I didn’t have a lot of time to do anything significant tonight, but I wanted to test a few things about this strand of Christmas lights using a multimeter and some simple math.
Recap: there are two strands of LEDs, each wired in parallel. One strand consists of 4 red and 4 yellow LEDS. The other has 4 blue and 3 green LEDs. When powered by two AA alkaline cells, the two strands combine to draw about 40ma of current.
While mulling what I could do with them during the day, it seemed obvious that I could use my ATtiny13 pumpkin circuit to drive the LEDs. While the ATtiny13 is just an 8 pin DIP, it has two PWM outputs, each of which could drive one strand. My pumpkin was powered by 2 AA batteries. The ATtiny13 should have no problem sinking 40ma of current on two pins. Since the LED strands can be powered by just 3V, I could run the entire thing off just the two AAs.
But there is one thing that is a bit wonky: the yellow LEDs. They are really dim compared to the other LEDs. One is sort of okay, but the other three are really feeble. I thought it was possible that maybe the yellows were just feeble (they usually aren’t as bright as good red or green LEDs), but I had another hypothesis: that the forward voltage for those leds was really close to 3v, and they weren’t really conducting properly.
To a first approximation, until the voltage across the diode reaches the forward threshold value, the diode doesn’t conduct. If the yellow LED was barely meeting (or not) meeting its forward voltage, then it’s not passing as much current as the other LEDs. In fact, in this parallel arrangement, it means that the other LEDs are passing more current than you would think (the overall current is still limited by the current limiting resistor in the circuit, but the balance is wrong).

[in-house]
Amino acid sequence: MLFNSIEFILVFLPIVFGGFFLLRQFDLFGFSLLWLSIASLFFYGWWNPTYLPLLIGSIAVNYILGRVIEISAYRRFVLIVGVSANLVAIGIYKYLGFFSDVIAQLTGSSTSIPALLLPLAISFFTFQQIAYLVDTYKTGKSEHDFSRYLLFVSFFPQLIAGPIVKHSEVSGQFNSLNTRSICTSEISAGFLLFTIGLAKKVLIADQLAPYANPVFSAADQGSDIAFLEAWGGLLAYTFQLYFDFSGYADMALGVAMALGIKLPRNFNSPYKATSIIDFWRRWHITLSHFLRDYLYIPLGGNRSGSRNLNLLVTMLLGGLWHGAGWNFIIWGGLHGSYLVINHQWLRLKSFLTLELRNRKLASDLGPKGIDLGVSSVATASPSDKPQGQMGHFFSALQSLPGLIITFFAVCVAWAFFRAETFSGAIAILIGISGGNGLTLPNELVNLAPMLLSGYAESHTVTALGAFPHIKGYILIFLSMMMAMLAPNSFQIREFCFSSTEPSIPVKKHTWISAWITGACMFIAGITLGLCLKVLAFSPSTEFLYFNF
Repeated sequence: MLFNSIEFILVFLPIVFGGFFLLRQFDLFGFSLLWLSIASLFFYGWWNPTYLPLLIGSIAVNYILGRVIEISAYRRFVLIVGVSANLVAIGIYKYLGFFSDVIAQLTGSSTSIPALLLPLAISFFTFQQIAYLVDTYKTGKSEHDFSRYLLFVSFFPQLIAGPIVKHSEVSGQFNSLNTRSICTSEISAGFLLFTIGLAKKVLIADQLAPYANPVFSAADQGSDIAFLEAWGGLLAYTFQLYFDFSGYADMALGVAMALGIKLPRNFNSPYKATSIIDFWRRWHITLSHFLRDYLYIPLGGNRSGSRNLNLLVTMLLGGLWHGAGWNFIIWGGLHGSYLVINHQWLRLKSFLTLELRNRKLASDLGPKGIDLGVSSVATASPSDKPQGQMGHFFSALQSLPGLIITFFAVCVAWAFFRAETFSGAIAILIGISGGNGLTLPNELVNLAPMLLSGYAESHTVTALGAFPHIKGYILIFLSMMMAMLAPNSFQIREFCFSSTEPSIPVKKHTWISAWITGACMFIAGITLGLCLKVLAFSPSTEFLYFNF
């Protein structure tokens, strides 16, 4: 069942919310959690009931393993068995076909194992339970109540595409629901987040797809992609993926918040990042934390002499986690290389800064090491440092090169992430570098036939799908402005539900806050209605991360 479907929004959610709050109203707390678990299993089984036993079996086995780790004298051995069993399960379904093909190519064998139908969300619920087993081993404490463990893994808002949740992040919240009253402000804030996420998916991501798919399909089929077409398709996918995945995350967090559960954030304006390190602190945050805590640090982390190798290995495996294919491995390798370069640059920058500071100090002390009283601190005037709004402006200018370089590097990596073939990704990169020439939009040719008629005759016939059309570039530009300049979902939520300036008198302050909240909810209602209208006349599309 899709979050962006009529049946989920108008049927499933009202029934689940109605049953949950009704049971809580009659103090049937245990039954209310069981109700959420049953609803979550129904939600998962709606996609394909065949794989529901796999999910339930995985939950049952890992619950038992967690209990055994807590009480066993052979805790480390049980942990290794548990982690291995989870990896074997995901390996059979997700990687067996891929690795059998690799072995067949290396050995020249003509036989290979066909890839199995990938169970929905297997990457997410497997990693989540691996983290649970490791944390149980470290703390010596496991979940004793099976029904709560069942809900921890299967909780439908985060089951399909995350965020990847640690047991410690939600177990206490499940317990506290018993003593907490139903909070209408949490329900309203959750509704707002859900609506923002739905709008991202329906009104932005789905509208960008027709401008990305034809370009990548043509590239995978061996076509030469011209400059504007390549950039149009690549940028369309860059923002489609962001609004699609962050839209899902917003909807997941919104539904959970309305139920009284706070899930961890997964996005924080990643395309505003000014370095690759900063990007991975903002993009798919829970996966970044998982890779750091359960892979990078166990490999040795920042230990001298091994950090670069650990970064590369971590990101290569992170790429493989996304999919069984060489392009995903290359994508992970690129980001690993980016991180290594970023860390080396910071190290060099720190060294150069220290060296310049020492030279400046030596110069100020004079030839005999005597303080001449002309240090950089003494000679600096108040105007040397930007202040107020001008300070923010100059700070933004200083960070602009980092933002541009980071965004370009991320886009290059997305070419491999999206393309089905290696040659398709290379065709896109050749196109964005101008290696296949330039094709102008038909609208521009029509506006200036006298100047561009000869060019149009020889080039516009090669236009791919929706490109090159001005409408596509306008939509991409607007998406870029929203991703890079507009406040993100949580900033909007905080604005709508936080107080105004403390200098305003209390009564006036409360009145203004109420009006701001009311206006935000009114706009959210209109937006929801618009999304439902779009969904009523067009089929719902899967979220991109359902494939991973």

So, I hypothesized that if I raised the voltage perhaps I’d get more even illumination. I hooked up a 5v supply, and… yes! the lights did seem a bit more even, and the yellows, while not exactly blazing, were at least reasonably illuminated. I then hooked up a ammeter to measure the current through the circuit. I knew it would be higher (obviously, since the LEDs were brighter). Indeed, it measured 120ma or so, nearly 3x the current. To keep the same 40ma current, I’d need some additional current limiting resistance. I tried inserting a 220 ohm resistor, and the green and blue strand were nearly completely extinguished, and only the red LEDs of the red/yellow strand were illuminated. Obviously the voltage drop across the resistor was too great to cause the forward voltage of most of the LEDs to conduct.
So, I dusted off a small 200 ohm pot from my junk box, and inserted that. I then tuned the resistance to match the 40 ma of current that we saw at 3v. And, indeed, while the current draw was the same, the illumination was quite a bit more even: the yellow LEDs were quite reasonable.
This suggests that maybe the right thing to do is to drive the LEDs with a bit higher voltage. I’m now thinking that I’ll power the ATtiny and the LEDs with a 9v battery into a 5v regulator. Since the capacity of the 9v battery is a bit lower, it won’t last as long, and we are wasting more energy in the current limiting resistor (I need to add about 47 ohms of resistance to lower the current draw to just 40ma) but I’ll get better illumination.
We’ll see how this works when I get it on the breadboard.